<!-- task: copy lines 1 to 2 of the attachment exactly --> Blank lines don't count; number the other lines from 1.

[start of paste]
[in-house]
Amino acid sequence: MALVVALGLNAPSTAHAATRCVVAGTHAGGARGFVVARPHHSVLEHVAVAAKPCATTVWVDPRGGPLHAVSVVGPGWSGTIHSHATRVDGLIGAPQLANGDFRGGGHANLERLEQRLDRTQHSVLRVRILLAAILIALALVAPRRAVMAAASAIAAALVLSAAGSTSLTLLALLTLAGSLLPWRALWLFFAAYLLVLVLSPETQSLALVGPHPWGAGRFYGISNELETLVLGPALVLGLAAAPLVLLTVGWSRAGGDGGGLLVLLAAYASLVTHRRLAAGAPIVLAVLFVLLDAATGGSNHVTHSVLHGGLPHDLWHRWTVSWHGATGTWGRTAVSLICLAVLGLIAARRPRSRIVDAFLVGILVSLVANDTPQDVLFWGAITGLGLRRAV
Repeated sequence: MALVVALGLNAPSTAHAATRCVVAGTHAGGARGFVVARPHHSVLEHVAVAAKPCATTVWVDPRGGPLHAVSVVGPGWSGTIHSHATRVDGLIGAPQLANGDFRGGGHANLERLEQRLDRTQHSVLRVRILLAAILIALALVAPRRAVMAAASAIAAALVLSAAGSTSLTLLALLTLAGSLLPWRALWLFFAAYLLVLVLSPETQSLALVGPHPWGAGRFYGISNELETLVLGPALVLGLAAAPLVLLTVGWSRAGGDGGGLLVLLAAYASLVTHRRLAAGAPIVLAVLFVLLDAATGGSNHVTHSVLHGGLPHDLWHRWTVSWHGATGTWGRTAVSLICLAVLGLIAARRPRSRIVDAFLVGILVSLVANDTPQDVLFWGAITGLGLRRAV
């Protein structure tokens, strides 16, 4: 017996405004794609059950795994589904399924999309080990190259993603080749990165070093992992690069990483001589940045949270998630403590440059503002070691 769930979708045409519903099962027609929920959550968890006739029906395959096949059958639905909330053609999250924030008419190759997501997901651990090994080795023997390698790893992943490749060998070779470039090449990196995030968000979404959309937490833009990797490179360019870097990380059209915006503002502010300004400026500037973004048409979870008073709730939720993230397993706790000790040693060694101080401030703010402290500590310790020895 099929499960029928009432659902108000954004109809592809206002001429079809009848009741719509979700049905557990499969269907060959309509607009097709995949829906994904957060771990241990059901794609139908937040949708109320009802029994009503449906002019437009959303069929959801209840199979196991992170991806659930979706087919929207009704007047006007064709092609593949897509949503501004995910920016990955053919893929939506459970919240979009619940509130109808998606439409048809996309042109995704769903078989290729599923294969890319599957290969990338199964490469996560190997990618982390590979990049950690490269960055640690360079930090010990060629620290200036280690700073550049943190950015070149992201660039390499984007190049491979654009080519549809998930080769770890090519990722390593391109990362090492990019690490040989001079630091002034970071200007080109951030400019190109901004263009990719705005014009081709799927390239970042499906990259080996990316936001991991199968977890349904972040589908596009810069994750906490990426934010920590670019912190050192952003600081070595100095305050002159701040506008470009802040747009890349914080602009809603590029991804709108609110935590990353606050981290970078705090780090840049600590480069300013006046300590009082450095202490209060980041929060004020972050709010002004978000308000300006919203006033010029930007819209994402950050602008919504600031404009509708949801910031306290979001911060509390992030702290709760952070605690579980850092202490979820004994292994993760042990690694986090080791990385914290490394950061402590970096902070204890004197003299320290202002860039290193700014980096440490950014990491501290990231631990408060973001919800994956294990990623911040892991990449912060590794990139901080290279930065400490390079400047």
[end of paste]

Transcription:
[in-house]
Amino acid sequence: MALVVALGLNAPSTAHAATRCVVAGTHAGGARGFVVARPHHSVLEHVAVAAKPCATTVWVDPRGGPLHAVSVVGPGWSGTIHSHATRVDGLIGAPQLANGDFRGGGHANLERLEQRLDRTQHSVLRVRILLAAILIALALVAPRRAVMAAASAIAAALVLSAAGSTSLTLLALLTLAGSLLPWRALWLFFAAYLLVLVLSPETQSLALVGPHPWGAGRFYGISNELETLVLGPALVLGLAAAPLVLLTVGWSRAGGDGGGLLVLLAAYASLVTHRRLAAGAPIVLAVLFVLLDAATGGSNHVTHSVLHGGLPHDLWHRWTVSWHGATGTWGRTAVSLICLAVLGLIAARRPRSRIVDAFLVGILVSLVANDTPQDVLFWGAITGLGLRRAV